DRIPPING SPRINGS, Texas (KXAN) – Of the many growing suburbs around Austin, Dripping Springs has seen as much change as any, including to their athletic teams. With an influx of people, the Tigers have risen to 6A, the biggest division in Texas high school athletics.

Success has been there for the Tigers who had a very successful first full season in 6A last fall. With the change, there’s been a constant.

Since the 1990s, Dripping Springs has sold catfish at concession stands. It’s an understatement to call the fish fry a hit.

“150 pounds of catfish and we always run out,” catfish cook Paul Fushille said about a typical gameday.

Fushille has an army working alongside him that starts early Friday – some even beginning Thursday before a home game.

“People come from all over looking for it,” Fushille said. “I knew about the catfish here long before my kids came to school here.”

The catfish sales benefit the Dripping Springs band. Luke Hassell, or ‘Fish Commish’ as he is known when cooking, has a junior trumpet player in the band.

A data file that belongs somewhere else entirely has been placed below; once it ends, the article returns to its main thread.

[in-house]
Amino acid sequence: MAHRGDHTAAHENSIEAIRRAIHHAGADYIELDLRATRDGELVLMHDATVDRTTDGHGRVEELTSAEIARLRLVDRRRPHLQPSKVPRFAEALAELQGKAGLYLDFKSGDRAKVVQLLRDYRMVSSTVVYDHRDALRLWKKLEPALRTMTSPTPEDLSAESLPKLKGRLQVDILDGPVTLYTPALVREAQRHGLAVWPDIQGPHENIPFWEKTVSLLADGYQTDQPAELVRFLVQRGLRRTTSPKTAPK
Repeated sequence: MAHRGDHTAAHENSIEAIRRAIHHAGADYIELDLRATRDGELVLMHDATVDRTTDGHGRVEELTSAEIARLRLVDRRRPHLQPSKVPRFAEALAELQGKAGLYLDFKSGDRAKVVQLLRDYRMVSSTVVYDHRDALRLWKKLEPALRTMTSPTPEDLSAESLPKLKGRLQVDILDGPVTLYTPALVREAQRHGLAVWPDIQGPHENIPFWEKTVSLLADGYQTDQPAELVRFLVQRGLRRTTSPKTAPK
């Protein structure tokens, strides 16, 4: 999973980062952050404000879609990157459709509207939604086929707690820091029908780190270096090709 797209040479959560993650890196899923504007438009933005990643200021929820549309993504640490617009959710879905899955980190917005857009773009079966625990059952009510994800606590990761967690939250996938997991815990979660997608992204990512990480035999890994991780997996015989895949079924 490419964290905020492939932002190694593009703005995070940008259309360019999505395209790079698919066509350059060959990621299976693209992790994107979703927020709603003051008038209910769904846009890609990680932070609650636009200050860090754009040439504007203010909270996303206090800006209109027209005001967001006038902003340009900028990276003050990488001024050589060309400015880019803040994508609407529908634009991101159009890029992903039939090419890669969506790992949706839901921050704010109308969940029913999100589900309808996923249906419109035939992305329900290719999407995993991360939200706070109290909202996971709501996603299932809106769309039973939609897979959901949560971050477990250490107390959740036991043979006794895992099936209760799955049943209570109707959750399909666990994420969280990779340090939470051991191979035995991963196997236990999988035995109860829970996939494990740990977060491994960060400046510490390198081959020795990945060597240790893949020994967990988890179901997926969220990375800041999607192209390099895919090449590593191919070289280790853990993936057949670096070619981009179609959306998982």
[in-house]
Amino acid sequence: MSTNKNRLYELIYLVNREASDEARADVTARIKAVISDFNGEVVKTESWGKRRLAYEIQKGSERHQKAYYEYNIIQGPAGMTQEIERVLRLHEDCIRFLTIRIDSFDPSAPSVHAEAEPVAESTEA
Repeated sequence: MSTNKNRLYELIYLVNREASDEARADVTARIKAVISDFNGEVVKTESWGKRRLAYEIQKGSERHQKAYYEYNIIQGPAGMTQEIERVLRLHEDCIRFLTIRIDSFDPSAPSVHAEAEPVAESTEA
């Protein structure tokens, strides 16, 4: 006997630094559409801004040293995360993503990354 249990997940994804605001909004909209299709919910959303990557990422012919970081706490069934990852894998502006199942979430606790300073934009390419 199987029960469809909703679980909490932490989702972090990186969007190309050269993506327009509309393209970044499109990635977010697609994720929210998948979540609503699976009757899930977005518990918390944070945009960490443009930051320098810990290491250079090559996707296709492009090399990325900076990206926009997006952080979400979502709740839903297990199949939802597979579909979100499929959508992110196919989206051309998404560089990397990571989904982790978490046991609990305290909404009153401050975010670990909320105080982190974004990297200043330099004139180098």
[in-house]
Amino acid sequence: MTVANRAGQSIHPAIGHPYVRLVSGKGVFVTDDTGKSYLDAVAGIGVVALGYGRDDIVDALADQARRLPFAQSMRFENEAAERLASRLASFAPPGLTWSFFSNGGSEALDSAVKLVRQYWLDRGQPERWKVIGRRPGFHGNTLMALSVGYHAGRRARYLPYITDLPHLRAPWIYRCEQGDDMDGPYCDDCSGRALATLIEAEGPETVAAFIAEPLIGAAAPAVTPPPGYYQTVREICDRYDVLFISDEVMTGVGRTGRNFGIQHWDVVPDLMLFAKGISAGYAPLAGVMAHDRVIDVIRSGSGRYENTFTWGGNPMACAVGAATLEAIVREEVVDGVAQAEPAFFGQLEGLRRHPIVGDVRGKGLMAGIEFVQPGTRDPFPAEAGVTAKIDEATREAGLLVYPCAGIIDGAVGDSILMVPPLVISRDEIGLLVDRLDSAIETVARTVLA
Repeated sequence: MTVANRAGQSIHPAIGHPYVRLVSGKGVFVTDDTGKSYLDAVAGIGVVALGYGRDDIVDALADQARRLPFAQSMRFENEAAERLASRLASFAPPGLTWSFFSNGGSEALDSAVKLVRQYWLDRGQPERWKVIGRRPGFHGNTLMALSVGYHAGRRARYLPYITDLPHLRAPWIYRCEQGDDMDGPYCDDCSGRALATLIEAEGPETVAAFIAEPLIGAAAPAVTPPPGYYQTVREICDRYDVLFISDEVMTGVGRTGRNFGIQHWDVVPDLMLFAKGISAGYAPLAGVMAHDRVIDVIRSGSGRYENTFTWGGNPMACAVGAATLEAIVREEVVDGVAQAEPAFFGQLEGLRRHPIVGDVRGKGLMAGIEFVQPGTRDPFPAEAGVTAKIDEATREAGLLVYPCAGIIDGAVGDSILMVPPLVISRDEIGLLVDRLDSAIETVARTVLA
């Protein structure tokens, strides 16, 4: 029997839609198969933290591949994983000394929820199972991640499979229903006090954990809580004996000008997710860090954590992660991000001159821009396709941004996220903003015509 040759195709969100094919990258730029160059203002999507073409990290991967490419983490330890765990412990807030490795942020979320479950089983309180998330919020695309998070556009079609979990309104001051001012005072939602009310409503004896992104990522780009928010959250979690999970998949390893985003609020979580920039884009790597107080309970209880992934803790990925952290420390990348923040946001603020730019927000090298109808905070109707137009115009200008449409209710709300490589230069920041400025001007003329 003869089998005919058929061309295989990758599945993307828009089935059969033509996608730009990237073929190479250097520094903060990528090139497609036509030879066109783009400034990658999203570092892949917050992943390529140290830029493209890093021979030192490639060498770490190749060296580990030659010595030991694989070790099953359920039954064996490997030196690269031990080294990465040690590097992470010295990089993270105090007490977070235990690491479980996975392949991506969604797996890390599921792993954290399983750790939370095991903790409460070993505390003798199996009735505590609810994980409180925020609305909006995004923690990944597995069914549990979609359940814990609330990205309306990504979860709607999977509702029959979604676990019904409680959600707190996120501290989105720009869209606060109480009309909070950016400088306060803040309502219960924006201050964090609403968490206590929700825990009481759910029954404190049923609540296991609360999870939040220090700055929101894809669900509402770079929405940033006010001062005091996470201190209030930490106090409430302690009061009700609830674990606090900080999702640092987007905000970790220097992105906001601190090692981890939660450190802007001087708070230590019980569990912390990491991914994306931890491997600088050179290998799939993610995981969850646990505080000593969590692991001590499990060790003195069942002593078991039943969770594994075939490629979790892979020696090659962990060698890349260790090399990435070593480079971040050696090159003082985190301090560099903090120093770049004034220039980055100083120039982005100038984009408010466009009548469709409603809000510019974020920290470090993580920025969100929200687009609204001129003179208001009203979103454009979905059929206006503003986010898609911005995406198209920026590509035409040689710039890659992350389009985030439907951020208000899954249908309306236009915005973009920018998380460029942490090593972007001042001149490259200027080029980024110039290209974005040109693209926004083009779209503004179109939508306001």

“I’ve been here for about seven years and it’s the same recipe,” Hassell said about the catfish. “And as I understand it, it hasn’t changed.”

Brian Tuohy, or ‘Fri Guy Bri’, is also a band dad. Tuohy has been on the cooking crew for years, and he knows how integral catfish is to football in Dripping Springs and the community as a whole.

“As far as Dripping Springs goes, it’s hand in hand,” Tuohy said. “People come here for the catfish. They come here to grab some dinner, watch some of the game and then head home.”

“I’ve had officials making sure that when they’re coming to do games over here that there’s the catfish,” Dripping Springs head football coach Galen Zimmerman said. “It’s a big deal.”